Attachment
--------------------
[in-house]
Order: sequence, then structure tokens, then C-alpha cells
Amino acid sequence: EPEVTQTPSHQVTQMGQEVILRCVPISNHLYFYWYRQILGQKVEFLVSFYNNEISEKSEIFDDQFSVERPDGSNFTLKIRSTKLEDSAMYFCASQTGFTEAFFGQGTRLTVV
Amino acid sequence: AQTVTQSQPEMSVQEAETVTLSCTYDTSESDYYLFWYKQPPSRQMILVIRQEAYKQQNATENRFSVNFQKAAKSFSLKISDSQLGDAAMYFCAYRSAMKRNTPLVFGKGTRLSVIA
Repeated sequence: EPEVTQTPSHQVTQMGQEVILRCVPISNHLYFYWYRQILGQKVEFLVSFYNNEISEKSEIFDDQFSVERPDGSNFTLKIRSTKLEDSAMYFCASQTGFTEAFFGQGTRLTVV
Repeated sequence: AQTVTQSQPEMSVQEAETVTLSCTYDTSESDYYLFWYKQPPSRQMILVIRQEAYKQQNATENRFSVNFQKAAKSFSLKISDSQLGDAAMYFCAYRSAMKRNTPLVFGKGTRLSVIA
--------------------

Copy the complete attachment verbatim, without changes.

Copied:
[in-house]
Order: sequence, then structure tokens, then C-alpha cells
Amino acid sequence: EPEVTQTPSHQVTQMGQEVILRCVPISNHLYFYWYRQILGQKVEFLVSFYNNEISEKSEIFDDQFSVERPDGSNFTLKIRSTKLEDSAMYFCASQTGFTEAFFGQGTRLTVV
Amino acid sequence: AQTVTQSQPEMSVQEAETVTLSCTYDTSESDYYLFWYKQPPSRQMILVIRQEAYKQQNATENRFSVNFQKAAKSFSLKISDSQLGDAAMYFCAYRSAMKRNTPLVFGKGTRLSVIA
Repeated sequence: EPEVTQTPSHQVTQMGQEVILRCVPISNHLYFYWYRQILGQKVEFLVSFYNNEISEKSEIFDDQFSVERPDGSNFTLKIRSTKLEDSAMYFCASQTGFTEAFFGQGTRLTVV
Repeated sequence: AQTVTQSQPEMSVQEAETVTLSCTYDTSESDYYLFWYKQPPSRQMILVIRQEAYKQQNATENRFSVNFQKAAKSFSLKISDSQLGDAAMYFCAYRSAMKRNTPLVFGKGTRLSVIA